Mouthguards prevents major dental injuries

Publicado em 06/04/2017

Mouthguards are an essential piece of kit for anyone who plays contact sports that may include Football, Basketball, martial arts, hockey, rugby and boxing amongst others. 


Imagine what it would be like if you suddenly lost one or two of your front teeth. Smiling, talking, eating—everything would suddenly be affected. Knowing how to prevent injuries to your mouth and face is especially important if you participate in organized sports or other recreational activities.

Mouthguards, also called mouth protectors, help cushion a blow to the face, minimizing the risk of broken teeth and injuries to your lips, tongue, face or jaw. They typically cover the upper teeth and are a great way to protect the soft tissues of your tongue, lips and cheek lining.

You may have heard of custom made mouthguards but perhaps you are asking yourself ‘what is the difference between that and a shop-bought one’?  Your questions answered….

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Sport custom Mouthguards

When Should You Wear a Mouthguard?

When it comes to protecting your mouth, a mouthguard is an essential piece of athletic gear that should be part of your standard equipment from an early age.

While collision and contact sports, such as boxing, are higher-risk sports for the mouth, any athlete may experience a dental injury in non-contact activities too, such as gymnastics and skating.

Protecting Your Braces

A properly fitted mouthguard may be especially important for people who wear braces or have fixed bridge work. A blow to the face could damage the brackets or other fixed orthodontic appliances. A mouthguard also provides a barrier between the braces and your cheek or lips, which will help you avoid injuries to your gums and cheeks. 

Although some mouthguards only cover the upper teeth, the orthodontist may suggest that you use a mouthguard on the lower teeth if you have braces on these teeth. 

If you have a retainer or other removable appliance, do not wear it during any contact sports.


Mouthguard Care and Replacement

Ask the dentist about when is the right time to replace your mouthguard, but replace it immediately if it shows sign of wear, is damaged or ill fitting. Teens and children may need to replace their mouthguards more often because their mouths are still growing and changing.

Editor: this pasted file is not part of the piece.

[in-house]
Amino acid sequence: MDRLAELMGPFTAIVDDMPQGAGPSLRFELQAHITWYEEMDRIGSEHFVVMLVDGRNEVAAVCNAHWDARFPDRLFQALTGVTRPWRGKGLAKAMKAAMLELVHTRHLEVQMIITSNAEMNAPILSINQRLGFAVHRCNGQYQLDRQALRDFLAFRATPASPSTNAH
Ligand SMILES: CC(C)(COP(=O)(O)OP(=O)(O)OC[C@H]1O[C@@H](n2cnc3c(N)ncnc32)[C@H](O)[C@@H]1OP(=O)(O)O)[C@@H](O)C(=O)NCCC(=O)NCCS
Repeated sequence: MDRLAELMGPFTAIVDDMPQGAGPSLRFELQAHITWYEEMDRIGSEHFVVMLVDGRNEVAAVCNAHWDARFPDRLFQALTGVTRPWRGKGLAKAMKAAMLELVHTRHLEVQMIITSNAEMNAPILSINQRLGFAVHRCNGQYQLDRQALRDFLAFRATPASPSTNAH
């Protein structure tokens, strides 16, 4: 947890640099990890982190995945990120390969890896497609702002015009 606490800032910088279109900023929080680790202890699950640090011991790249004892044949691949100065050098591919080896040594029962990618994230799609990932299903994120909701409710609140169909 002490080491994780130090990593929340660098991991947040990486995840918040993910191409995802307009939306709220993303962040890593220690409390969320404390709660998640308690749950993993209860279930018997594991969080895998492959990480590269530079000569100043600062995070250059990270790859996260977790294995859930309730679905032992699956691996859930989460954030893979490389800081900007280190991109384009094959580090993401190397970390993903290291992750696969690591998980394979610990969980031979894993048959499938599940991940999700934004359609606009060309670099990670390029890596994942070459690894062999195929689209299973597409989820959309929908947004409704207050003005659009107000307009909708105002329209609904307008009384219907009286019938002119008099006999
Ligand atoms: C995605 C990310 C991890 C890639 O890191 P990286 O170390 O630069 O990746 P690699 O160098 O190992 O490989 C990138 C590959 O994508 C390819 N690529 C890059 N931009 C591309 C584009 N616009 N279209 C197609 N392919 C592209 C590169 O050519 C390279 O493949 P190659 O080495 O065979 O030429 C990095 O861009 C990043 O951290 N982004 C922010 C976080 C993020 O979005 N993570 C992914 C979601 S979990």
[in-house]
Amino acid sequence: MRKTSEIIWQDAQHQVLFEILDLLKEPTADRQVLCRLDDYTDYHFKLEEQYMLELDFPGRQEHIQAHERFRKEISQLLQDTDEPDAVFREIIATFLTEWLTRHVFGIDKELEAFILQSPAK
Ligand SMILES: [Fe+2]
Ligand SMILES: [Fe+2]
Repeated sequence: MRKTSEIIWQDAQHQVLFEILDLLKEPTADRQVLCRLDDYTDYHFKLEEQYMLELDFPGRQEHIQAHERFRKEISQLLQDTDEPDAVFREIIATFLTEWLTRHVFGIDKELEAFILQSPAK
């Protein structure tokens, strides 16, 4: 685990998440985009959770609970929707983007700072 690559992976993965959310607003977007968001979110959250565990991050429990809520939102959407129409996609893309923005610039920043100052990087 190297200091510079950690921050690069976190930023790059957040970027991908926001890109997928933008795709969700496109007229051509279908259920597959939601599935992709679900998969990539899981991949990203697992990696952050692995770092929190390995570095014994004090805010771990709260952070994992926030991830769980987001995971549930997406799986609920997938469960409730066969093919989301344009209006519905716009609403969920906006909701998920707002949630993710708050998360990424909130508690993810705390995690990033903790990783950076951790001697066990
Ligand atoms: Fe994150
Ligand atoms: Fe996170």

Between games, it’s important to keep your mouthguard clean and dry. Here are some tips for making sure your mouthguard is always ready to go:

  • Rinse before and after each use or brush with a toothbrush and toothpaste.
  • Regularly clean the mouthguard in cool, soapy water. Then, rinse it thoroughly.
  • During your regular dental checkups, bring your mouthguard for an evaluation. Your dentist may also be able to give it a thorough cleaning.
  • Store and transport the mouthguard in a sturdy container that has vents so it can dry and keep bacteria from growing.
  • Never leave the mouthguard in the sun or in hot water.
  • Check fit and for signs of wear and tear to see if it needs replacing.
  • Some mouthguards have fallen victim to family pets, who see them as chew toys. Store your mouthguard and case somewhere your pet cannot get to it.






Why bother with a custom mouth guard?


These are made by the dentist for you personally. They are individually created for fit and comfort.

The shop-bought mouthguard are one size fits all. If you had a broken arm and your went to the hospital to have it placed in a cast, you would most likely be astounded if the doctor presented you with a cast that someone else had worn prior to you and this would of course, lessen the chances of your broken bone setting back in the correct position. Instead, you are made a custom cast, created from an impression of your arm.

In the same way, custom mouthguards are made by taking impressions of your teeth, so that when impact strikes, the grooves are in the exact position to protect your teeth.

How is my mouth guard made?

Your dentist will make impressions of your teeth in order to get an exact model of your tooth structure. This cast will then be sent off to the dental laboratory where your mouth guard will be made up.


Other benefits of custom mouthguards vs over-the-counter

  • As they’re a perfect fit, they’re must more comfortable.
  • They do not cause you to gag.
  • Prevent laceration as they act as a shield between the tissues of your lips.
  • Opposite teeth do not risk intense contact with one another.
  • Reduce the chance of general tooth-related injuries.

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